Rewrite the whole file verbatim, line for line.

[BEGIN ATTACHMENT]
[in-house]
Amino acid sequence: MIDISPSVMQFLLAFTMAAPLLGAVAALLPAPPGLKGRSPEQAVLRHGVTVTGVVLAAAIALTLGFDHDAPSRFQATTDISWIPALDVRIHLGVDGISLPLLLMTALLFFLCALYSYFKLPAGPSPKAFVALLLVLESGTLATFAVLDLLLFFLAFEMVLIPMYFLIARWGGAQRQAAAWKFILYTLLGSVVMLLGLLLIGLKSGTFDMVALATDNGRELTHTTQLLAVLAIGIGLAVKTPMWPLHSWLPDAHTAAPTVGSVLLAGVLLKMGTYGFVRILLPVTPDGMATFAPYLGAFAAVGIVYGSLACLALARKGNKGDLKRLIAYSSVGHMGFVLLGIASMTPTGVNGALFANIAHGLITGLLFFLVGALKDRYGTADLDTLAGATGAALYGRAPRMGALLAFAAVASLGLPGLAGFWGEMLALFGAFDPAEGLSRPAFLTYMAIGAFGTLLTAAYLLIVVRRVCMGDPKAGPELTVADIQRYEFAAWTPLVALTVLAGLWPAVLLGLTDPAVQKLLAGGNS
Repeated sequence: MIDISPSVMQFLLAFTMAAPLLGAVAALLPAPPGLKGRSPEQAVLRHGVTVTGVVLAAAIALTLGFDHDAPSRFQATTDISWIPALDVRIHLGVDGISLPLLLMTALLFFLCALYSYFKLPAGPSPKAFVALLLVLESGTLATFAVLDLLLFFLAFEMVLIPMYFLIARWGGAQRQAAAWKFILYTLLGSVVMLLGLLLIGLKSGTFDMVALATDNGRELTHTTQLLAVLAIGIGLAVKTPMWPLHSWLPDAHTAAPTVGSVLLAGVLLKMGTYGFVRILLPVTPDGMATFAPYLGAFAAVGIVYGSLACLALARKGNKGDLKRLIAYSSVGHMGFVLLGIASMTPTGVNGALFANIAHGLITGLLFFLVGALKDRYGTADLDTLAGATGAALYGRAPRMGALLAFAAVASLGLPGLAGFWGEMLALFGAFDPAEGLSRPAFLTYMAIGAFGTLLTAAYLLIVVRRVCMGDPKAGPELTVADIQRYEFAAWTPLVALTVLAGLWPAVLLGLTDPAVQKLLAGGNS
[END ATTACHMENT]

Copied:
[in-house]
Amino acid sequence: MIDISPSVMQFLLAFTMAAPLLGAVAALLPAPPGLKGRSPEQAVLRHGVTVTGVVLAAAIALTLGFDHDAPSRFQATTDISWIPALDVRIHLGVDGISLPLLLMTALLFFLCALYSYFKLPAGPSPKAFVALLLVLESGTLATFAVLDLLLFFLAFEMVLIPMYFLIARWGGAQRQAAAWKFILYTLLGSVVMLLGLLLIGLKSGTFDMVALATDNGRELTHTTQLLAVLAIGIGLAVKTPMWPLHSWLPDAHTAAPTVGSVLLAGVLLKMGTYGFVRILLPVTPDGMATFAPYLGAFAAVGIVYGSLACLALARKGNKGDLKRLIAYSSVGHMGFVLLGIASMTPTGVNGALFANIAHGLITGLLFFLVGALKDRYGTADLDTLAGATGAALYGRAPRMGALLAFAAVASLGLPGLAGFWGEMLALFGAFDPAEGLSRPAFLTYMAIGAFGTLLTAAYLLIVVRRVCMGDPKAGPELTVADIQRYEFAAWTPLVALTVLAGLWPAVLLGLTDPAVQKLLAGGNS
Repeated sequence: MIDISPSVMQFLLAFTMAAPLLGAVAALLPAPPGLKGRSPEQAVLRHGVTVTGVVLAAAIALTLGFDHDAPSRFQATTDISWIPALDVRIHLGVDGISLPLLLMTALLFFLCALYSYFKLPAGPSPKAFVALLLVLESGTLATFAVLDLLLFFLAFEMVLIPMYFLIARWGGAQRQAAAWKFILYTLLGSVVMLLGLLLIGLKSGTFDMVALATDNGRELTHTTQLLAVLAIGIGLAVKTPMWPLHSWLPDAHTAAPTVGSVLLAGVLLKMGTYGFVRILLPVTPDGMATFAPYLGAFAAVGIVYGSLACLALARKGNKGDLKRLIAYSSVGHMGFVLLGIASMTPTGVNGALFANIAHGLITGLLFFLVGALKDRYGTADLDTLAGATGAALYGRAPRMGALLAFAAVASLGLPGLAGFWGEMLALFGAFDPAEGLSRPAFLTYMAIGAFGTLLTAAYLLIVVRRVCMGDPKAGPELTVADIQRYEFAAWTPLVALTVLAGLWPAVLLGLTDPAVQKLLAGGNS